Jet Li's likability and a few decent stunt fights do a lot of heavy lifting in this very Year 2000 collision of charty hip-hop and martial arts. It wisely doesn't try and get too gritty and is something of a guilty pleasure - highlights including Li trouncing Anthony Anderson with cable ties, humiliating rivals who try to muscle him in a game of park football and using Aaliyah as a blunt instrument when confronted with a female biker assassin.
Storage 24 made minor internet news by taking $72 on its' US box office run - it was some contract fulfillment thing naturally, but it was probably enough for the thing to turn a profit. A few cookie-cutter characters stumble around a warehouse obviously hiding from a cheap monster and not much else really happens. I like Noel Clarke and there are worst people to headline the thing but this is dull and bad.
A very-well made action thriller with a heart as Luc Besson for once gets it all just about right. It helps that Jean Reno and Natalie Portman have genuine chemistry in their double mentor/pupil relationship, and that Leon himself is a fascinating character (even if he's about as Italian as Joe Dolce). As for Gary Oldman as Stansfield he's so completely over-the-top insane that he somehow works perfectly, the old Andy Robinson gambit coming off perfectly.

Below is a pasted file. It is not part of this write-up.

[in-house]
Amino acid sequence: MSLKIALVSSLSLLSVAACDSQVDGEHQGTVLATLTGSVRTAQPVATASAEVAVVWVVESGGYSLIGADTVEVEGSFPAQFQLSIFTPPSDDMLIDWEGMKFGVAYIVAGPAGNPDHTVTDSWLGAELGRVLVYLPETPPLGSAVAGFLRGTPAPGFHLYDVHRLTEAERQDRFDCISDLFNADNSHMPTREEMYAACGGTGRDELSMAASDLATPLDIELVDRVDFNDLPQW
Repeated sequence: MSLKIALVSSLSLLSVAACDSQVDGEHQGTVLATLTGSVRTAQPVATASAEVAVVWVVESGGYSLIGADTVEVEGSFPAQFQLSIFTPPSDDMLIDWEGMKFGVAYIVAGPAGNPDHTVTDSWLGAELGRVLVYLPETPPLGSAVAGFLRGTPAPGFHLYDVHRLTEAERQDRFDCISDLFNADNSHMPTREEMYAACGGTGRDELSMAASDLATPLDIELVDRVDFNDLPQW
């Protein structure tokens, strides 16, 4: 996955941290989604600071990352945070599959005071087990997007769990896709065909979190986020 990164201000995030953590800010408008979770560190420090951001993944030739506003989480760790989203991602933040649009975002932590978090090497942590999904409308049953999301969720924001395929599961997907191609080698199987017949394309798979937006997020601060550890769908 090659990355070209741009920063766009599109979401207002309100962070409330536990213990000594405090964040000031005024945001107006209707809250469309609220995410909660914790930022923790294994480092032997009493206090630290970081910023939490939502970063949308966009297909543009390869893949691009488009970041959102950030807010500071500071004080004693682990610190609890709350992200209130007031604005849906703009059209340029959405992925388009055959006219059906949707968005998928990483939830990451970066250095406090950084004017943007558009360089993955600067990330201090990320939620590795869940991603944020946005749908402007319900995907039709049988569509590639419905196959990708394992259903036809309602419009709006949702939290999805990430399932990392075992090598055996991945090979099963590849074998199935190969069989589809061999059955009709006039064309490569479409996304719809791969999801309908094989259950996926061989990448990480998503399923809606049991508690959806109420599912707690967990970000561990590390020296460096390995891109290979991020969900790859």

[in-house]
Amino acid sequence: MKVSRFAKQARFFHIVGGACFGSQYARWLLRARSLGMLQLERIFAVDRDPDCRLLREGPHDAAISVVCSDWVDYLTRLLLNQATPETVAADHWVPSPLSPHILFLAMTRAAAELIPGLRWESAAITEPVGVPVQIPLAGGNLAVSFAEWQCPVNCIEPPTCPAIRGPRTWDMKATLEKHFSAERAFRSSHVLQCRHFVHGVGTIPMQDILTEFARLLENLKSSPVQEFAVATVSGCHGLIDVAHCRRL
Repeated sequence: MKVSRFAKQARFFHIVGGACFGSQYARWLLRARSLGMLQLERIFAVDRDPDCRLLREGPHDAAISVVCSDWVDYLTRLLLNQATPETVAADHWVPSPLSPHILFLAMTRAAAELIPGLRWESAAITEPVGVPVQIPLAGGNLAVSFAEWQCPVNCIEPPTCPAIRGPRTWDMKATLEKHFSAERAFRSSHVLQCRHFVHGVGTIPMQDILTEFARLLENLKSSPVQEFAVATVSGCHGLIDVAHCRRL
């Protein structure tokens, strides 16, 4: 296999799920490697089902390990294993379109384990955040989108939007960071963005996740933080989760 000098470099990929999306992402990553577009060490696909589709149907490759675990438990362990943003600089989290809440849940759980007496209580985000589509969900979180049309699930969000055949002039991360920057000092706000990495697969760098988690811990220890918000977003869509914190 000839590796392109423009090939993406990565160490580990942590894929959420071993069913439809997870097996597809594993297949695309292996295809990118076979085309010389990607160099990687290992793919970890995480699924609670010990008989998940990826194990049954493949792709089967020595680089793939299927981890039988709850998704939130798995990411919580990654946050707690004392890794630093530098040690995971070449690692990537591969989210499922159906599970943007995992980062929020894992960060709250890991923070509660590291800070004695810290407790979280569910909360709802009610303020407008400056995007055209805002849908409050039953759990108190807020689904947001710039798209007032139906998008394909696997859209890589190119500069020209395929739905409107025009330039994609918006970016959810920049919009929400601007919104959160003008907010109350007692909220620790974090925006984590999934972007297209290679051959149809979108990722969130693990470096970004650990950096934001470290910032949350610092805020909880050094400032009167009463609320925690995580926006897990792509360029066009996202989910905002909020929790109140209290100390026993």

That Besson later screwed the film over with a flabby 'long version' summed his career up nicely.
A remarkable film - Children of Men was always going to be a tough act to follow but Gravity manages to be even better. Beautiful and terrifying at exactly the same time (the debris strike on Explorer is balletic and chaotic, more shocking for not having inaccurate tearing metal noises), made with incredible technical skill and held together by two astounding performances from Clooney and Bullock.
Cuaron also knows that scientific accuracy is only worth a damn when it's needed by drama and that accuate-ish is accurate enough, and also that you can make a space epic without needing to make the thing three hours long.